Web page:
Political conflict keeps a muzzle on Iraq’s economic enthusiasm
Iraq’s economic development is being hampered by political infighting that is preventing key commercial decisions from being executed. The claim from the prime minister’s official spokesman follows a damning report by the special inspector general for Iraq (Sigir) that concluded at least US$8 billion (Dh29.38bn) allocated for reconstruction was wasted. “Iraq’s gold rush is yet to be realised,” said Ali Al Moussawi, the spokesman for the prime minister Nouri Al Maliki. “The recent political infighting has had a profound negative impact on the economy. Some of the decisions to prevent laws or projects from being ratified have been direct [deliberate] while a number of others were indirect.” Ten years after the removal of Saddam Hussein, the government carries on as the sole actor in the economy, and the oil rich country’s economic potential remains under lock and key. Mr Moussawi blames the struggle for Iraq’s economic development on the government’s lack of independence in making decisions from 2004 to 2008 when the war-torn country was controlled by the United States. In its final report, Sigir said it “could not find reliably complete information showing what US construction funds accomplished. The full story on the use of billions of US dollars for reconstructing Iraq will forever remain incomplete.” Foreign companies that have sought to capitalise on Iraq’s untapped market are rethinking their presence in the country amid rampant corruption and increased political volatility since the withdrawal of US forces last year. That has forced up operational costs for businesses – namely over security, logistics and power shortages. “For the time being we have put more focus on Libya than Iraq until we see more visibility,” said Ziad Makkawi, the chairman of Blue Gate Capital in Dubai. The frontier-markets private equity firm said it was shifting its focus from Iraq to Libya until there was more political visibility. “I don’t think it is the right time to be making investments in Iraq,” Mr Makkawi said. “But in the medium to long-term, I am bullish on Iraq because the current situation – political deadlock, car bombs and killing – is not sustainable.” Iraq’s government began to falter just one day after the withdrawal of US forces and that has resulted in the loss of top jobs. On December 19, the government issued an arrest warrant for the vice president Tariq Al Hashemi, who belongs to the main opposition party Al Iraqia, on charges of orchestrating terror attacks on officials and security forces. The communications minister Tawfiq Allawi – also backed by Al Iraqia – in August resigned from his post after accusing the prime minister of refusing to stop “political interference” in his ministry. In October, Iraq’s cabinet issued arrest warrants for the central bank governor Sinan Al Shabibi and dozens of his staff for the alleged embezzlement and squandering of public funds and the manipulation of the dinar. In a November interview with The National Mr Al Shabibi denied the charges against him. Both the finance and agriculture ministers have resigned from their posts this month amid demonstrations across Iraq’s Sunni cities of Mosul, Samarra, Kirkuk and Anbar. On March 2, the finance minister Rafi Issawi announced his resignation on television as he addressed protesters. “I do not care about a government that does not respect the Iraqi blood and its people,” he said. On March 8, the demonstrations In Mosul led to the death of one protester and the subsequent resignation of the agriculture minister Ezz Al Din Al Dawla. In an interview with The National, Mr Al Dawla refused to comment on Iraq’s economy and the effect of his resignation on key decision making. “Is it right for the country to continue to trample over the people? My decision to resign came late. But it was the right decision,” he said.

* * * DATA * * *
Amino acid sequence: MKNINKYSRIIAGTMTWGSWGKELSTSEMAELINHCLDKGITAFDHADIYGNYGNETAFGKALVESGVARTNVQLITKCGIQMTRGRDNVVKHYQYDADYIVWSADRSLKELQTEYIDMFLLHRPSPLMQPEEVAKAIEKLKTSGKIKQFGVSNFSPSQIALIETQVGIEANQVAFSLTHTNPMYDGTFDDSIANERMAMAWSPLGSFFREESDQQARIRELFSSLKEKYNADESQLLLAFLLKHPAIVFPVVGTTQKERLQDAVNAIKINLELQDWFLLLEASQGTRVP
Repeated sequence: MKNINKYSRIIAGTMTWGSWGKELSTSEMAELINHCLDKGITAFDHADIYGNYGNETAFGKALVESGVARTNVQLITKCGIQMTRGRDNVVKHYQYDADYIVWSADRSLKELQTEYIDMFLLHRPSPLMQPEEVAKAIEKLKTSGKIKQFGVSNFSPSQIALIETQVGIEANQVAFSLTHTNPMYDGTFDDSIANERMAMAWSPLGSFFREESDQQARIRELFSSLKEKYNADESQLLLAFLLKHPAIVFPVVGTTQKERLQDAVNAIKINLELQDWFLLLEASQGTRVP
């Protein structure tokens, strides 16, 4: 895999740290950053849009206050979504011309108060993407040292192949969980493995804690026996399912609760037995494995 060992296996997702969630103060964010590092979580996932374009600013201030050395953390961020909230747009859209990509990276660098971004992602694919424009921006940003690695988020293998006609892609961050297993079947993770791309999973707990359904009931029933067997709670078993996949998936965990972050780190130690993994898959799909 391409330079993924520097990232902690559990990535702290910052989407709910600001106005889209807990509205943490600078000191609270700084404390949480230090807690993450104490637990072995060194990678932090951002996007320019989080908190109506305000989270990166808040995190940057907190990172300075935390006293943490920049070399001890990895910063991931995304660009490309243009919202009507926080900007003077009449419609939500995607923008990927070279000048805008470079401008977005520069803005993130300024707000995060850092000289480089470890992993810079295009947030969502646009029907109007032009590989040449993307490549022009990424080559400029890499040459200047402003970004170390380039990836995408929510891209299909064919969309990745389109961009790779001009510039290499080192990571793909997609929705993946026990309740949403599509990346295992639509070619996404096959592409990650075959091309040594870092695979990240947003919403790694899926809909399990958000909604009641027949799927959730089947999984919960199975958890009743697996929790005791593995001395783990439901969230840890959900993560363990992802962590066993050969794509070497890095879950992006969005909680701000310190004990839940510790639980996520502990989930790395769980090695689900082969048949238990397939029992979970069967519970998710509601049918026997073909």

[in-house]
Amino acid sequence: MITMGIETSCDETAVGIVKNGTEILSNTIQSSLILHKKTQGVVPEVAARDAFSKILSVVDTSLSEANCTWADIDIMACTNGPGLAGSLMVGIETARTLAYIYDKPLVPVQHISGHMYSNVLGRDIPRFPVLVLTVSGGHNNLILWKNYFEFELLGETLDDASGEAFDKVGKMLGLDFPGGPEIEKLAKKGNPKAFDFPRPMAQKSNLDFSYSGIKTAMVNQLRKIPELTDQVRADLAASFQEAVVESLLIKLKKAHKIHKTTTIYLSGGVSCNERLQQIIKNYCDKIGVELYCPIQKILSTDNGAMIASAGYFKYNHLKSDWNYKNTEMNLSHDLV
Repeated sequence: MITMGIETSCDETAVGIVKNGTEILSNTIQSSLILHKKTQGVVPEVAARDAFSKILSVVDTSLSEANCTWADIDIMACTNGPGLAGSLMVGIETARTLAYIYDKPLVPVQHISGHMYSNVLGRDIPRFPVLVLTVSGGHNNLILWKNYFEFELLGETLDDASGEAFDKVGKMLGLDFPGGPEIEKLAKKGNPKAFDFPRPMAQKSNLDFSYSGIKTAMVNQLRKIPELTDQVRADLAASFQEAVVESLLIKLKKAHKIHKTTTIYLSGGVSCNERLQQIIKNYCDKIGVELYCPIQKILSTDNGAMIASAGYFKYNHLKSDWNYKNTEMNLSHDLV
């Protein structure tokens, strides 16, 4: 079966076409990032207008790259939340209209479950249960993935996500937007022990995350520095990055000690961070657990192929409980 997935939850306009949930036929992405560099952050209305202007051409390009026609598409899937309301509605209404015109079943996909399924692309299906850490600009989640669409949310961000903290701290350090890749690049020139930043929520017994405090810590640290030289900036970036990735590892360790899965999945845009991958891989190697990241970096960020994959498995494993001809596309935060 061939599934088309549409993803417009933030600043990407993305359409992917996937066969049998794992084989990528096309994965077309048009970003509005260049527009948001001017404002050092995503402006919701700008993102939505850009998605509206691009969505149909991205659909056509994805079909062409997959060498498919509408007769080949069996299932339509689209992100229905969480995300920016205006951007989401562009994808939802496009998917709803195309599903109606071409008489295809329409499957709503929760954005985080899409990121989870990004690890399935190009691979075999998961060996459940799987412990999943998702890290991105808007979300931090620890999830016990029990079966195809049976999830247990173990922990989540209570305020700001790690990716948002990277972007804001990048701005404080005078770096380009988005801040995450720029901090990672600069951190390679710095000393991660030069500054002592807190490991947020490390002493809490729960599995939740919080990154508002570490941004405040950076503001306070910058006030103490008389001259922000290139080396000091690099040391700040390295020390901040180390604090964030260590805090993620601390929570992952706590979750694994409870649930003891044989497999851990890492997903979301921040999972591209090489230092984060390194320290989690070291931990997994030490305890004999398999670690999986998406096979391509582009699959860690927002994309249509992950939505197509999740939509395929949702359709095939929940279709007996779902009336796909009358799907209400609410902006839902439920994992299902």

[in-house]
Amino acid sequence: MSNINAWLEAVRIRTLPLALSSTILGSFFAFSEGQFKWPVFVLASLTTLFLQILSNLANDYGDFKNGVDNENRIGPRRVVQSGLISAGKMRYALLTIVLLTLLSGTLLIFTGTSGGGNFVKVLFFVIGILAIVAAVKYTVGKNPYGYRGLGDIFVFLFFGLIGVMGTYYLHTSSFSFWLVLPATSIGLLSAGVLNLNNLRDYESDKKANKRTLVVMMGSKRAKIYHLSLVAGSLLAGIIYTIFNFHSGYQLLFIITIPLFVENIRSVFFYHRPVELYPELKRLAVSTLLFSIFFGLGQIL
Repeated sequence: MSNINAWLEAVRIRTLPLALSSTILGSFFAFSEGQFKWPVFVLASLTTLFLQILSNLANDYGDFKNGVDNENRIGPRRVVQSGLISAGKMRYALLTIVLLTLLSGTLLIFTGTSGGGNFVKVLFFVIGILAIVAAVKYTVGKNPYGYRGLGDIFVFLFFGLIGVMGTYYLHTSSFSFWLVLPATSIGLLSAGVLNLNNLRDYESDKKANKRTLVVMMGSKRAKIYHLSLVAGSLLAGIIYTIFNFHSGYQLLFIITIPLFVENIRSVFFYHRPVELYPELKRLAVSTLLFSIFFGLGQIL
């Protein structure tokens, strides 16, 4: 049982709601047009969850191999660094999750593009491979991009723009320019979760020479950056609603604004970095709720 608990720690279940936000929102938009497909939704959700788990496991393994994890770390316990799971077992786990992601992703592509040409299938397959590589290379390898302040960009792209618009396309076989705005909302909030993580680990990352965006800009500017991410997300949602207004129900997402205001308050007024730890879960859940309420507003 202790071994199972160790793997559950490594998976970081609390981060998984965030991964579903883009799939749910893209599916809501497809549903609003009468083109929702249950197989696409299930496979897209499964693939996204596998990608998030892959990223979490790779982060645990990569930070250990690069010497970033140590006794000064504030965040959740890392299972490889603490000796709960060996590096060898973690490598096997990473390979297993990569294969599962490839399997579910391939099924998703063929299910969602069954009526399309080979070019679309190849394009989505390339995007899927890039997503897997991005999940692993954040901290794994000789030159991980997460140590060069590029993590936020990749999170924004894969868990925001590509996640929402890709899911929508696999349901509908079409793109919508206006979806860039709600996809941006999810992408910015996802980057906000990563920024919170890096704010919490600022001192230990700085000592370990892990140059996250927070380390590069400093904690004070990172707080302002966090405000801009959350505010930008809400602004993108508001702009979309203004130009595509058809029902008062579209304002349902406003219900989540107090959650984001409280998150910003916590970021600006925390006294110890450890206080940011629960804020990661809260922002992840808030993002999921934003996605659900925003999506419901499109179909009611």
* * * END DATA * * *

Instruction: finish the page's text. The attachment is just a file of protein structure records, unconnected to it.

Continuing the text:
“We looked towards the government and towards our people and it became clear that this was the right moment.” Today, Iraq’s black gold rush, which is key to its survival, seems to be losing its lustre. As the country plans to boost oil production from about 2.6 million barrels per day (bpd) to as high as 3.8 million bpd – a figure last seen in 1979 – rivalries between Baghdad and Erbil over oil contracts threaten production. Beyond the oil sector, Iraq is struggling to shed the former regime’s economic legacy, despite the partial liberalisation of a handful of sectors – namely financial services, telecoms and trade. “In the public sector, we have a lot of jobs that are not active or productive,” said Mudher Saleh, a former executive at the central bank of Iraq. “Fifty per cent of the labour force currently works for the government. This policy of social welfare cannot continue or [be] sustained. “The private sector is like a parasite sector. It’s living on government handouts,” Mr Saleh said. “It’s like an oil contractor of the government. The only solution is to have public-private partnerships that would lead the economic transition and lead a rental economy towards an active viable market.” While international oil majors are helping to pump Iraq’s economy with foreign currency, it is not yet clear when the flows will free the government from its bloated state expenditures. Iraq’s $118.6bn budget last week was finally ratified after months of negotiations but most of the money will be absorbed by the public sector. “This is temporary,” Mr Al Moussawi said. “In the next two years, we should see a change in the picture. Firstly, the jump in power production will boost many sectors, especially industries, and will be a major catalyst for Iraq’s next phase of growth. “Secondly, the increase in economic activity will demand more workforce, which will boost the private sector.” Mr Al Moussawi defends the government’s accomplishment, despite Iraq’s worsening political and economic environment. “You cannot even compare what has happened in the last two to three years in Iraq, with three decades under Saddam that have been categorised by war” he said. “Before 2004, electricity production stood at 3,700 [megawatts] and power was solely available in Baghdad,” Mr Al Moussawi said. “Today, we produce 7,000 to 8,000MW with plans to cross 14,000MW by the end of the year.”